In short, treat every situation as an opportunity to seek nourishment. Consider buying some organic, raw sesame oil and incorporating abhyanga into your life as often as possible (daily is optimal). Abhyanga is one of the ancient Ayurvedic protocols (treatments) that is eminently accessible in the modern world. The more often you can do it, the better the effects on your physical health, your mood, your stress levels, your sleep…etc etc. Also increase your ingestion of sesame oil if possible, adding it directly to cooked and prepared foods, (and be mindful that raw sesame is not optimal for cooking).
Spiritually and emotionally, seek nourishment by (re)committing to rituals that help ground and support you. This might mean initiating a new ritual, one that is appropriate for this time of reflecting on past seasons and preparing your harvest. Rekindle the art of enjoying herbal tea at night while quietly reflecting, journaling, or meditating. Reconnect with a long-lost spiritual companion.
Also be willing to examine what in your life does not nourish you, but rather contributes to depletion. Consider building in more than enough time to get to the places you need to go, as stress, worry, and anxiety are unnecessarily depleting as well. Perhaps you examine, reduce, or even (gasp!) eliminate your media consumption so as to further reduce anxiety, prevent insomnia, and insulate yourself from overexposure to stimulus. Maybe this is the time to get real about a friendship or relationship that does not feel reciprocal. If nothing else, it can definitely be a time to take a good hard look at your commitments and see if you can really sustain yourself while sustaining those responsibilities.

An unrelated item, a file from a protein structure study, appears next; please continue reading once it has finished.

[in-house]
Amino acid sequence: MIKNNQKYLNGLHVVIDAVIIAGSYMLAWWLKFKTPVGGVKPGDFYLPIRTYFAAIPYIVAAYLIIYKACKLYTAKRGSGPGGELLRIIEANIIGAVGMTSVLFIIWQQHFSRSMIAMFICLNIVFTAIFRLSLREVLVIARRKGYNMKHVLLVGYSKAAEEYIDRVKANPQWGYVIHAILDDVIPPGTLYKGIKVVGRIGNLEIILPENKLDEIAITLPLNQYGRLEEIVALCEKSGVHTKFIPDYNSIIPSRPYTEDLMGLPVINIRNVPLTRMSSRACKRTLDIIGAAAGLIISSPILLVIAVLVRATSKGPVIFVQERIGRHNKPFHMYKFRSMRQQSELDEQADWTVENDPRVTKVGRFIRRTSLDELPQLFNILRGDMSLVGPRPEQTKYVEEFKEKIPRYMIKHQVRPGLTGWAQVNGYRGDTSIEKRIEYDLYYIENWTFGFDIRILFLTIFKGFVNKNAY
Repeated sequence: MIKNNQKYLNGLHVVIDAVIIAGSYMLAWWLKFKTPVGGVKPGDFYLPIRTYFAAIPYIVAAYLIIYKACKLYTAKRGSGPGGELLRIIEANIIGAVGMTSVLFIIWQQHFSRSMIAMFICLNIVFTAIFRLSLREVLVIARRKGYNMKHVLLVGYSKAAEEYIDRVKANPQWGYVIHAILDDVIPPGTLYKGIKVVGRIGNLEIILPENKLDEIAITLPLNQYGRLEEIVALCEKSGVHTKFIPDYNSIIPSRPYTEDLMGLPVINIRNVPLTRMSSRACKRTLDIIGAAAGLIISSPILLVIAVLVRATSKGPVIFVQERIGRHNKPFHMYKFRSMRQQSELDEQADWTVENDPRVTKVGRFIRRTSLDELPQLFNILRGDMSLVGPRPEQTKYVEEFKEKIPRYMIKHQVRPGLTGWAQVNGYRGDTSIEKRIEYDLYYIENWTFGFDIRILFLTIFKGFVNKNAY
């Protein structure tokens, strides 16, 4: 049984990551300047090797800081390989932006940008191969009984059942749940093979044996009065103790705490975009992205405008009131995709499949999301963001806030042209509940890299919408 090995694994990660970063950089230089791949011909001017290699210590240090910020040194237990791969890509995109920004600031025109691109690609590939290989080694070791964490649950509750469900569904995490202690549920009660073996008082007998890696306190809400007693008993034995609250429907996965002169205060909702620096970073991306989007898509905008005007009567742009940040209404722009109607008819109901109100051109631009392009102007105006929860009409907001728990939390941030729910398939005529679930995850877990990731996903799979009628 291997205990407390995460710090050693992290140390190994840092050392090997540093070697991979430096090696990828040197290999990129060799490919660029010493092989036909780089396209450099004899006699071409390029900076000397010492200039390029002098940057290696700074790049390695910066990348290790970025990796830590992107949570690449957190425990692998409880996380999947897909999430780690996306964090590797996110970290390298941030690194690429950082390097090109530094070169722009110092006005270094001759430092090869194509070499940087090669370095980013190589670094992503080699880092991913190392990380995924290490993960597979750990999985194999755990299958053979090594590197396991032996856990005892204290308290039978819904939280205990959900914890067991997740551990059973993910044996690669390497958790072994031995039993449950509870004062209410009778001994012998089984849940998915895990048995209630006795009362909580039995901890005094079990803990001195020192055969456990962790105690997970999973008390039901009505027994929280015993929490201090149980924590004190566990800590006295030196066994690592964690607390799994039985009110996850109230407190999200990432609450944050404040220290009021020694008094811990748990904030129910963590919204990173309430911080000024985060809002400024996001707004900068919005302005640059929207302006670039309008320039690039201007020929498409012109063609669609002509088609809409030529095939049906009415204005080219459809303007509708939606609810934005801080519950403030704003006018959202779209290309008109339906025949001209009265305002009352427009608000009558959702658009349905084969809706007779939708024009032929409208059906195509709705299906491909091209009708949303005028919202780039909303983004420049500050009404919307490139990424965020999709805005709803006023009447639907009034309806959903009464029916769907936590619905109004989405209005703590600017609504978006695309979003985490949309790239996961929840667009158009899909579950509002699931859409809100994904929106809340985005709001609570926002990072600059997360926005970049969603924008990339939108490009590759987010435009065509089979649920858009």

In the end, Ayurveda reminds us that the purpose of health is to live a long life and realize your svadharma—your life’s work. Take this time now to accept the invitation from Nature to slow down and move into stillness, to examine the ways that you are and are not supporting the realization of your life’s work, the ways that you are and are not making choices which nourish you. It is all in your hands. You get to choose.
Let the sacred ritual of yoga, in which you train yourself to be radically present and eminently mindful, continue to be a source of nourishment for you. Let us do it together.
EQUINOX FOR QUEERS // SUNDAY 9/20 4:30-6:30
All of this work is helping us build toward the coming Equinox, in which we will hold space ceremonially to focus on what we’re harvesting from these past few months. Let’s do that together too. This Sunday from 4:30-6:30. Click here for more info and to RSVP—which is not required but very helpful for me!
See you on the mat.